skip navigation


Register for Latest Research

Stay Informed
Register with NCJRS to receive NCJRS's biweekly e-newsletter JUSTINFO and additional periodic emails from NCJRS and the NCJRS federal sponsors that highlight the latest research published or sponsored by the Office of Justice Programs.

NCJRS Abstract

The document referenced below is part of the NCJRS Virtual Library collection. To conduct further searches of the collection, visit the Virtual Library. See the Obtain Documents page for direction on how to access resources online, via mail, through interlibrary loans, or in a local library.


NCJ Number: 140491 Find in a Library
Title: Police Powers and Law Enforcement Tactics: The Case of Nigeria
Journal: Police Studies  Volume:15  Issue:3  Dated:(Fall 1992)  Pages:107-117
Author(s): G O Okereke
Date Published: 1992
Page Count: 11
Type: Survey
Format: Article
Language: English
Country: United States of America
Annotation: An analysis of legal police documents that regulate the duties, responsibilities, powers, and procedures of the Nigeria Police Force were analyzed to determine the impact of such documents on the country's policing style and the degree to which law and order are maintained.
Abstract: The Police Act of 1967 makes the Nigerian police force an agent of the Federal military government, empowered to carry out the orders of those who control the government apparatus. As a result, the police have often used force to enforce the government's policy, even if those measures are deemed illegal by the Nigerian Constitution. The Police Act empowers the police to maintain public safety and public order, protect life and property, prevent and detect crimes, enforce all laws, and execute military duties as required. Police officers are given the power to arrest without a warrant, coerce public citizens to assist in such arrests, search any house or business without a warrant, and detain or search suspects without reasonable suspicion or probable cause. Furthermore, police officers can use force to disperse illegal assemblies or demonstrations, grant or refuse bail based on an individual officer's discretion, take fingerprints, mount roadblocks, and detain persons suspected of posing security threats. This author recommends that these documents be revised to eliminate the opportunities for police violence, brutality, and oppression that date to British colonialism. A change in the philosophy of policing would be the first step to improving law enforcement tactics in Nigeria. 1 table and 31 references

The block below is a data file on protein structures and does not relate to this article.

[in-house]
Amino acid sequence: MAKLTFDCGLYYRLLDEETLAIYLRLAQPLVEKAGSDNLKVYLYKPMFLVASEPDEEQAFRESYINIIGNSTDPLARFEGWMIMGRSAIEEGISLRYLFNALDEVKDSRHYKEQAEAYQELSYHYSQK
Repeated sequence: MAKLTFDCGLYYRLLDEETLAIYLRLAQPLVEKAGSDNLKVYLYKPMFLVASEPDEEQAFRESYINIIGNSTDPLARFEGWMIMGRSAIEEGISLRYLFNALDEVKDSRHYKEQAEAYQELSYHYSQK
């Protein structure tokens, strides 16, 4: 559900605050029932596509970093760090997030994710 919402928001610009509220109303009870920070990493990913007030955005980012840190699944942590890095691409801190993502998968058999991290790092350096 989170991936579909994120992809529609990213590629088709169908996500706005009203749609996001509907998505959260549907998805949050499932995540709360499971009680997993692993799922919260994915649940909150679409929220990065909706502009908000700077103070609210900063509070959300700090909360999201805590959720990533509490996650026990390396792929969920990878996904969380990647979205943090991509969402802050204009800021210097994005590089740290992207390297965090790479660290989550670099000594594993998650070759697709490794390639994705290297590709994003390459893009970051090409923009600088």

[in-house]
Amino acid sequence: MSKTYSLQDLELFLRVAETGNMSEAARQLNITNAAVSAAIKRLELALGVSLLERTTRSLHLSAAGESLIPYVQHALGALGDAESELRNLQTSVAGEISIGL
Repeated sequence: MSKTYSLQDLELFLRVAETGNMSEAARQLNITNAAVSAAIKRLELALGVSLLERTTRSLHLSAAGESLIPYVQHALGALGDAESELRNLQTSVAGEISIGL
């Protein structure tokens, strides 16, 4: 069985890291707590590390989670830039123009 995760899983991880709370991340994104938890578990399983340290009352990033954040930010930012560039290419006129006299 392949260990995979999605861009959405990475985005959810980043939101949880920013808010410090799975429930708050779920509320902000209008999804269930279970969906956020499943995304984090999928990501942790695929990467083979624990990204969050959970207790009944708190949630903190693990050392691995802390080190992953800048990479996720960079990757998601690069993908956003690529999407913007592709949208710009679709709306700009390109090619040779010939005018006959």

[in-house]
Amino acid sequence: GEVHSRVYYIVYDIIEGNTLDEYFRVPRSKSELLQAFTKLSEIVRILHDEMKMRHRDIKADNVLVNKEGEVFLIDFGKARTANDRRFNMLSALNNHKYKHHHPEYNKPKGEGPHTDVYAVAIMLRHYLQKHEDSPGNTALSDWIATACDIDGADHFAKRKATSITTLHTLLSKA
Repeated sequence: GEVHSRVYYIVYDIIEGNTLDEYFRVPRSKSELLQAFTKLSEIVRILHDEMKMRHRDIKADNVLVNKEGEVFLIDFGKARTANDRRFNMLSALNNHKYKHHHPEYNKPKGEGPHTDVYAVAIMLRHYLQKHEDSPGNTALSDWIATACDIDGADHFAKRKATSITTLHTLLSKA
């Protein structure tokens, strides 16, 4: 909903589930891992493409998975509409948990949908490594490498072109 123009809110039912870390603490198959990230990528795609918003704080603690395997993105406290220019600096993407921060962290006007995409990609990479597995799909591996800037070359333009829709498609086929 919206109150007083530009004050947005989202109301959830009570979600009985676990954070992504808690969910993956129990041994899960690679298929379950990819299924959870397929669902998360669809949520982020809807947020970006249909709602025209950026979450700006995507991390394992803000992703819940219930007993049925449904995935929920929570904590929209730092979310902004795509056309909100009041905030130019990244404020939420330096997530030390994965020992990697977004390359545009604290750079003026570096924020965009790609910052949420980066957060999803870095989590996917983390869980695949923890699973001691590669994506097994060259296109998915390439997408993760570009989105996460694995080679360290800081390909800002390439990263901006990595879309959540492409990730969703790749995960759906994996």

Main Term(s): Foreign police; Police policies and procedures
Index Term(s): Nigeria; Police responsibilities
To cite this abstract, use the following link:

*A link to the full-text document is provided whenever possible. For documents not available online, a link to the publisher's website is provided. Tell us how you use the NCJRS Library and Abstracts Database - send us your feedback.